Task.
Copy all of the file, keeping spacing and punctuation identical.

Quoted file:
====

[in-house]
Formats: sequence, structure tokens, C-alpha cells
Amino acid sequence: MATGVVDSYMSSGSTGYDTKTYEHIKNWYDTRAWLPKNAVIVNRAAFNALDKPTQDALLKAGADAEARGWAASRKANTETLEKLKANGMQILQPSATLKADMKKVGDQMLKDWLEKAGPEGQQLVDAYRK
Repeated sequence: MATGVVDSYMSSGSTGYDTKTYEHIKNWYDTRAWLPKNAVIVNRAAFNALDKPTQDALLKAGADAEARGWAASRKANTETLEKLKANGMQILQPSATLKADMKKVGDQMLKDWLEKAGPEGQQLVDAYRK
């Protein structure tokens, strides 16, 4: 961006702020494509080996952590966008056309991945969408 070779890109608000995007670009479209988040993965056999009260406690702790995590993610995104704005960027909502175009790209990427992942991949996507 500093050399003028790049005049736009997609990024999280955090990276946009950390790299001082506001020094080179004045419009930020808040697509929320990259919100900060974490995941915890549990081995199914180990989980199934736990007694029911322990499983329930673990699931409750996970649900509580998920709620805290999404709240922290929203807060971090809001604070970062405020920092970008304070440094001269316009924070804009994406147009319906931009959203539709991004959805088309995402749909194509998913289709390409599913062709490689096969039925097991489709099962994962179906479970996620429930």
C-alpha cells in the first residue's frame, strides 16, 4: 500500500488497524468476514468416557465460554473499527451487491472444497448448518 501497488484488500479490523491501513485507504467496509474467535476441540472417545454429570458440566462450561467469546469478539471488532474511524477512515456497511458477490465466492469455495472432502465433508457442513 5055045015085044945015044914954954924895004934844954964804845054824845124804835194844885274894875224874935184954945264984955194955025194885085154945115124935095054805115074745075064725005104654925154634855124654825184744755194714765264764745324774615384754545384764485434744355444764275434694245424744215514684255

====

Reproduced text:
[in-house]
Formats: sequence, structure tokens, C-alpha cells
Amino acid sequence: MATGVVDSYMSSGSTGYDTKTYEHIKNWYDTRAWLPKNAVIVNRAAFNALDKPTQDALLKAGADAEARGWAASRKANTETLEKLKANGMQILQPSATLKADMKKVGDQMLKDWLEKAGPEGQQLVDAYRK
Repeated sequence: MATGVVDSYMSSGSTGYDTKTYEHIKNWYDTRAWLPKNAVIVNRAAFNALDKPTQDALLKAGADAEARGWAASRKANTETLEKLKANGMQILQPSATLKADMKKVGDQMLKDWLEKAGPEGQQLVDAYRK
């Protein structure tokens, strides 16, 4: 961006702020494509080996952590966008056309991945969408 070779890109608000995007670009479209988040993965056999009260406690702790995590993610995104704005960027909502175009790209990427992942991949996507 500093050399003028790049005049736009997609990024999280955090990276946009950390790299001082506001020094080179004045419009930020808040697509929320990259919100900060974490995941915890549990081995199914180990989980199934736990007694029911322990499983329930673990699931409750996970649900509580998920709620805290999404709240922290929203807060971090809001604070970062405020920092970008304070440094001269316009924070804009994406147009319906931009959203539709991004959805088309995402749909194509998913289709390409599913062709490689096969039925097991489709099962994962179906479970996620429930």
C-alpha cells in the first residue's frame, strides 16, 4: 500500500488497524468476514468416557465460554473499527451487491472444497448448518 501497488484488500479490523491501513485507504467496509474467535476441540472417545454429570458440566462450561467469546469478539471488532474511524477512515456497511458477490465466492469455495472432502465433508457442513 5055045015085044945015044914954954924895004934844954964804845054824845124804835194844885274894875224874935184954945264984955194955025194885085154945115124935095054805115074745075064725005104654925154634855124654825184744755194714765264764745324774615384754545384764485434744355444764275434694245424744215514684255